Recently I got into a discussion with a male acquaintance regarding
beauty products, more specifically what Productopia
makeup. As he is an experienced graphic designer familiar with
the vagaries of rendering various kinds of surfaces with Photoshop,
I assumed he would be open to the subtleties of cosmetics terminology
regarding shimmer, sparkle, glow, and shine. Not. He declared this
was all ... shine. Understandably, I was aghast.
If one consults a thesaurus, it
is clear that shine and shimmer are two entirely different notions.
This, of course, is quite obvious to women, who form the majority
of cosmetics consumers. We want our hair to shine, our eyelids to
shimmer, and our faces to glow, but heaven forbid it be our faces
that shine! Shine is for oily teenage skin. Shine is not for mature,
adult women, behind our Maginot lines of
MAC Blot Powder, Shiseido
Oil-Blotting Paper and Smashbox
We don't like shiny faces.
But we do want complexions that glow, shimmer and sparkle. Sometimes
all at the same time. Hence ... Chanel Lumière Platine, or Platinum
Face Powder. And no, you can't buy it on the Web, at least not until
gloss.com's site is up and working.
Me, I ventured out of the house on a recent Saturday morning thinking
I would pick up some brake dust cleaner and chamois cloths at Trak
Auto. Inexplicably I ended up at the Chanel counter at Nordstrom,
trying out their Glossimers. (These are heavily pigmented lip glosses,
which together with Christian Dior Plastic Shine and Givenchy Laque
Miroir will be discussed in some future column, the next time I go
through an airport duty free store - but I digress.) Thus, I was defenseless
and vulnerable to the Chanel saleswoman, excuse me, sales associate,
who executed a guerilla attack on my face with a tester of Platinum
Face Powder. I surrendered.
Like all Chanel compacts, it closes with a satisfying click. The
logo is done in silver, instead of the usual white. And inside is
a half-dome of shimmery silver powder along with a small silver brush.
Lumière Platine is intended to be used as finishing powder, or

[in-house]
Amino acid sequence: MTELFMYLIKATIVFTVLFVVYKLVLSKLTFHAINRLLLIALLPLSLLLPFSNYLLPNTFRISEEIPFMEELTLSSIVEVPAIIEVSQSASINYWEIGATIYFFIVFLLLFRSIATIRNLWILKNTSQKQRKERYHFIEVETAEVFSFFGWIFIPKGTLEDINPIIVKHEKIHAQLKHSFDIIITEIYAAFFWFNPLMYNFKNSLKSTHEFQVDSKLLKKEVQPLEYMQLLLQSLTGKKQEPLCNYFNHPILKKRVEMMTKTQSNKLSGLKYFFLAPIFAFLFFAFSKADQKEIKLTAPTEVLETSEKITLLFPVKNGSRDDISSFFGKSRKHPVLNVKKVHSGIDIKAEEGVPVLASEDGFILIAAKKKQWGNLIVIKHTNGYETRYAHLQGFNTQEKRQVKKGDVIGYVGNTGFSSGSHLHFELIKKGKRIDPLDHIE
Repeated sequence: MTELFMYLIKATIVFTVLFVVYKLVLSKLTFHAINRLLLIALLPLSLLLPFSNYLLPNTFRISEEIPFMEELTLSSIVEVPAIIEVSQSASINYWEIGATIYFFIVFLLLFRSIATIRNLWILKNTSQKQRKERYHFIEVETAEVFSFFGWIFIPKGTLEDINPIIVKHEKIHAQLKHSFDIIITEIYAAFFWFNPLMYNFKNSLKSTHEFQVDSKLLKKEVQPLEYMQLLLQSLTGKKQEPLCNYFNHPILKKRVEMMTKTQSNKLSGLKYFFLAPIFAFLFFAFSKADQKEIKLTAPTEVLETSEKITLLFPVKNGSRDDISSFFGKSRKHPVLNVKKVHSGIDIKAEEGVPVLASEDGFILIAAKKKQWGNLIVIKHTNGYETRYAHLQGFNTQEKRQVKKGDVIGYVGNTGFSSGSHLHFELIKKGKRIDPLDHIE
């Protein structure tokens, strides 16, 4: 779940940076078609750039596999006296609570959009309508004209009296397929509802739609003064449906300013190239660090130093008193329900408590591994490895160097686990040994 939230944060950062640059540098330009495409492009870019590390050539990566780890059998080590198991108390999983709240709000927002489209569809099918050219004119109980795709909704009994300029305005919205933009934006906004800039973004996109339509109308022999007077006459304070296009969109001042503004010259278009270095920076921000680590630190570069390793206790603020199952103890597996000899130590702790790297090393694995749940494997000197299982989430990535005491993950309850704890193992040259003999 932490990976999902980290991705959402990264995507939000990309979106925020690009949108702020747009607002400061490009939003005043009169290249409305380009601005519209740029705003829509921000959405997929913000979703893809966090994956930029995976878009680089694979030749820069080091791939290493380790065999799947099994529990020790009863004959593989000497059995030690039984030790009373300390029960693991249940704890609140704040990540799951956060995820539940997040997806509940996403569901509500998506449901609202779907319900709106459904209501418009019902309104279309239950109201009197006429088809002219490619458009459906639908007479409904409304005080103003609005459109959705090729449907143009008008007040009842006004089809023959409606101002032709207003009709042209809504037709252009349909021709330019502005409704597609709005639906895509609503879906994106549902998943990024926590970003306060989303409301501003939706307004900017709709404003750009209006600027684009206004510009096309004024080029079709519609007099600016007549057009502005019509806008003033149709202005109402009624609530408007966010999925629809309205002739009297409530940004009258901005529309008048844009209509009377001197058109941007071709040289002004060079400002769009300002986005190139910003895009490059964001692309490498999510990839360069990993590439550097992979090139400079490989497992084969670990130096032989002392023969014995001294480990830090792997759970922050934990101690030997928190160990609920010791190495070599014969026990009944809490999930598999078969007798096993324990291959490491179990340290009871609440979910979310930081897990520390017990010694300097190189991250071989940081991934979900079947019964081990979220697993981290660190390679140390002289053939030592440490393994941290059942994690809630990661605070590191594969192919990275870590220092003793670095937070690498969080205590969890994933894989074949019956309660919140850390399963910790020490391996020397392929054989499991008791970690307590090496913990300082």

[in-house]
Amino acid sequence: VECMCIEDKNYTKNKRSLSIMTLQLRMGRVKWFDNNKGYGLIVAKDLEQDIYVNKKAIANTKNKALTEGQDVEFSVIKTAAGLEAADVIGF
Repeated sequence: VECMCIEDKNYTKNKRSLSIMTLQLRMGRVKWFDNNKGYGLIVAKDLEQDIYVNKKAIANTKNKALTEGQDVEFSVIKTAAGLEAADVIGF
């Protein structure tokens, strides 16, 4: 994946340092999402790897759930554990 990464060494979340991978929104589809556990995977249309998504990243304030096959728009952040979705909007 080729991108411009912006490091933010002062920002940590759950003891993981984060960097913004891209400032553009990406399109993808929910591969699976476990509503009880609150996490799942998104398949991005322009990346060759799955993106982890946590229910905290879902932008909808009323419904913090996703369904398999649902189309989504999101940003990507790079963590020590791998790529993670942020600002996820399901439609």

highlighter, adding shimmer to one's face. The effect is remarkably
subtle. Once applied, I could not discern any visible glitter, which
is a shortcoming of cheaper shimmer or sparkle formulations. Just
like the packaging said, it created a "soft halo of light effect"
on my face. A light application is appropriate for daytime, and a
heavier or more focused application is suggested for a night out.
Of course I had to compare with the classic reflective finishing
powder, Guerlain Météorites. I have the powder
pearls version, which has a baby powder smell I found unsettling
at first, the scent not being one I normally associate with high-end
cosmetics. This product consists of multi-colored beads, with each
color performing a different function, such as toning down redness
or adding brightness to one's complexion. I use it when I don't want
my face to appear too flat and matte from the oil control foundation
and loose powder I use to avoid shine. The effect is very subtle,
even more so than with the Chanel product. A subtle glow that is almost
shimmery, but neither shiny nor sparkly.
I like both products, although I prefer the scent of the Chanel
one. I do find that I turn to Météorites for everyday wear
and Lumière Platine when I want a little more oomph.
On a closing note, my eve.com wish
list includes the BeneFit
products Dr. Feelgood and High Beam. The former is a mattifier and
the latter a face highlighter that adds gleam to one's face. Wait
a minute - isn't gleam getting awfully close to shine? How is shine
different from gleam and where does the mattifier come into this?
No wonder my friend is confused.